This work is composed of debris booms, used to catch and hold environmental contaminants such as garbage, oil, and chemicals. The colors of the booms correspond to different types of threats— red (flammable), yellow (radioactive), blue (dangerous), and white (poisonous)-in the labeling system for hazardous materials. To indigenous peoples, these are shared medicine colors that carry knowledge, purpose and meaning throughout the Western Hemisphere. Suspended like hung meat, the booms represent a snake that has been chopped into four parts. Each part represents an area of the colonial map of the Western Hemisphere: South America, Central America, North America, and all of the surrounding islands. The title, kinaypikowiyâs, is a Plains Cree word, meaning snake meat. Divided by borders, Postcommodity asserts that all people living in the Americas are riding on the back of this snake.

James Casebere, “Red/Orange Solo Pavilion”, and “Orange Guesthouse”, 2018, Archival pigment print mounted to Dibond

James Casebere, “Landscape with Houses (Dutchess County, NY), 2009, Archival pigment print mounted to Dibond

James Casebere creates architecturally based models for the large scale photographs seen above.

Reclaimed ocean plastic sculptures and “Tidal Fool” wallpaper by Duke Riley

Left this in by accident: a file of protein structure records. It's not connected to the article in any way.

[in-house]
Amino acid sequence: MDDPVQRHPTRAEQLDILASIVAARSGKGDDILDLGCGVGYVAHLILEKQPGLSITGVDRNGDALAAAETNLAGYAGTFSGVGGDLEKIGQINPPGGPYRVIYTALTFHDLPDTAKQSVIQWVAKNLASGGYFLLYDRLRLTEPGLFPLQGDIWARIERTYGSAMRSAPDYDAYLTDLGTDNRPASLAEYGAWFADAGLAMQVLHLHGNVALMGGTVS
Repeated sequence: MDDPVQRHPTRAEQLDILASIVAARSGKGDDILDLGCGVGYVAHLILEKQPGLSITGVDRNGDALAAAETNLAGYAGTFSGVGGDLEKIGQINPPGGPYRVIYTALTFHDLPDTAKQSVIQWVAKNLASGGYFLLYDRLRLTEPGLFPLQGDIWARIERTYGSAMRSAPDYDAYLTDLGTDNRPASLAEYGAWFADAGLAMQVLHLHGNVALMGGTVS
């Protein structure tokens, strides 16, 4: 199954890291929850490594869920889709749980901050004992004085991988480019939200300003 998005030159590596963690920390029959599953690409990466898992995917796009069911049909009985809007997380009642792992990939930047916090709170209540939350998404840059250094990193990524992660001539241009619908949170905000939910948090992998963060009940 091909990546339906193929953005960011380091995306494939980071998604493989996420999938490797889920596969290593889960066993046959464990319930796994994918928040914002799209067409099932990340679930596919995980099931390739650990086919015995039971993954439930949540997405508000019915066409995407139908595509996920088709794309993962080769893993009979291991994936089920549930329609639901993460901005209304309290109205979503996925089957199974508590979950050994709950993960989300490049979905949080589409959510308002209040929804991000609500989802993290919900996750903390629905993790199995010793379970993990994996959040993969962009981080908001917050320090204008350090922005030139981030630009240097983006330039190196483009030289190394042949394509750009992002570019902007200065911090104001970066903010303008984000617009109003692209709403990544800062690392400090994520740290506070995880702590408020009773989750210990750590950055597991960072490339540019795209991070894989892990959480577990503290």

Duke Riley custom wallpaper, Tidal Fool, detail

Duke Riley custom wallpaper, Tidal Fool, detail

Duke Riley’s work, which was previously shown at Brooklyn Museum, addresses issues of environmental pollution by using discarded plastics found in the ocean and other waterways to create new work inspired by the past. You can hear him discuss his work in this video.

From the museum-

Inspired by the maritime museum displays he saw while a child growing up in New England, Riley’s scrimshaw series is a cutting observation of capitalist economies-historic and today-that endanger sea life. The sculptures were created for the fictional Poly S. Tyrene Memorial Maritime Museum, and are contemporary versions of sailors’ scrimshaw, or delicately ink-etched whale teeth and bone. Riley first thought about using plastic as an ode to scrimshaw when he saw what he thought was a whale bone washed up on the beach in Rhode Island; it turned out to be the white handle of a deck brush. Riley regularly removes trash from beaches and waterways, and often uses this refuse in his work.

Riley collaborated with Brooklyn-based Flavor Paper to create these two custom wallpapers for his solo exhibition DEATH TO THE LIVING, Long Live Trash at the Brooklyn Museum. Tidal Fool exhibits Riley’s trademark humor in the face of devastating water pollution; notice the Colt 45-guzzling mermaid. Wall Bait vibrantly references Riley’s meticulous fishing lures, which he crafts from refuse found in the waters around New York City.

Daniel Lind-Ramos,”Centinelas de la luna nueva (Sentinels of the New Moon)”, 2022-2023, Mixed media

Daniel Lind-Ramos,”Centinelas de la luna nueva (Sentinels of the New Moon)”, 2022-2023, Mixed media

Daniel Lind-Ramos also uses a variety of recycled objects to create his sculptures.

From the museum about this work-

In Centinelas de la luna nueva, he evokes the elders of the mangroves, spiritual beings who watch over and ensure the health of this essential coastal tree. Mangroves are the basis for a complex ecosystem that shelters sea life and serves as the first line of defense in the tropical storms that batter the sub-tropics—including Florida.